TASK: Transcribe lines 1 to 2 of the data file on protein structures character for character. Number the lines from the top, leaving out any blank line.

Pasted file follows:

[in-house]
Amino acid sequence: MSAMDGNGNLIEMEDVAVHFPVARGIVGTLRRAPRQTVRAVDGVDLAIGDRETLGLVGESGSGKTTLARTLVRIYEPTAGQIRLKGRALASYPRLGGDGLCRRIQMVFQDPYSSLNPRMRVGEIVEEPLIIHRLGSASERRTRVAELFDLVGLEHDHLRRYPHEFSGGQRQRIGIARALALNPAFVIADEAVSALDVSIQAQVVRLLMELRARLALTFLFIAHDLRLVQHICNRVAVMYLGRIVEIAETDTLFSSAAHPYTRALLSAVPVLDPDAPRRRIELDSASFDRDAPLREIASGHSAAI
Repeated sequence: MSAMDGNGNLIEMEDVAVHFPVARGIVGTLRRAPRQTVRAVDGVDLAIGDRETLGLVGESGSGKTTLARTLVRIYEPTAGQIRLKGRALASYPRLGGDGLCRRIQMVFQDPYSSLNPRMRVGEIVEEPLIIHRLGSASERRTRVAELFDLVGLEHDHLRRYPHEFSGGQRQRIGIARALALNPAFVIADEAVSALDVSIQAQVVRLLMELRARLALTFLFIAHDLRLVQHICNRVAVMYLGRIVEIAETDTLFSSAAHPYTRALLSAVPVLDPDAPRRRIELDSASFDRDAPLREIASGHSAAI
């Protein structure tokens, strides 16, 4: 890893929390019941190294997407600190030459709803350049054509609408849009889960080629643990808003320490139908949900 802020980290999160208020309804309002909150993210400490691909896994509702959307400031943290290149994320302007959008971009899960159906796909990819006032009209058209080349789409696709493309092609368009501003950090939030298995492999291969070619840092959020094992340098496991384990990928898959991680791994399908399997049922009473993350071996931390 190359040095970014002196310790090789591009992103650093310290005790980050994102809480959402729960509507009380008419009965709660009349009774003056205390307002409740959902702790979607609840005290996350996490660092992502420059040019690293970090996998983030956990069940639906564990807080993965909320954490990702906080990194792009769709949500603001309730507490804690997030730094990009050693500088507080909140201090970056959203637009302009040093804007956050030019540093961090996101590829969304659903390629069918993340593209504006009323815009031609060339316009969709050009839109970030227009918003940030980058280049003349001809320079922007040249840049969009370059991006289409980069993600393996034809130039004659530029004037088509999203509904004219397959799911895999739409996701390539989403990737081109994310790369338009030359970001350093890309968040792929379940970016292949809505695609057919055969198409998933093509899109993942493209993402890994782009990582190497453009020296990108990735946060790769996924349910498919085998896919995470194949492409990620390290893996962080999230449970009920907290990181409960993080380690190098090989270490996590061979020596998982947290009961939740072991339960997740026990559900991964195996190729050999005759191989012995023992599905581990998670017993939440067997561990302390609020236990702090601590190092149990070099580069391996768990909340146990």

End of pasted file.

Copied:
[in-house]
Amino acid sequence: MSAMDGNGNLIEMEDVAVHFPVARGIVGTLRRAPRQTVRAVDGVDLAIGDRETLGLVGESGSGKTTLARTLVRIYEPTAGQIRLKGRALASYPRLGGDGLCRRIQMVFQDPYSSLNPRMRVGEIVEEPLIIHRLGSASERRTRVAELFDLVGLEHDHLRRYPHEFSGGQRQRIGIARALALNPAFVIADEAVSALDVSIQAQVVRLLMELRARLALTFLFIAHDLRLVQHICNRVAVMYLGRIVEIAETDTLFSSAAHPYTRALLSAVPVLDPDAPRRRIELDSASFDRDAPLREIASGHSAAI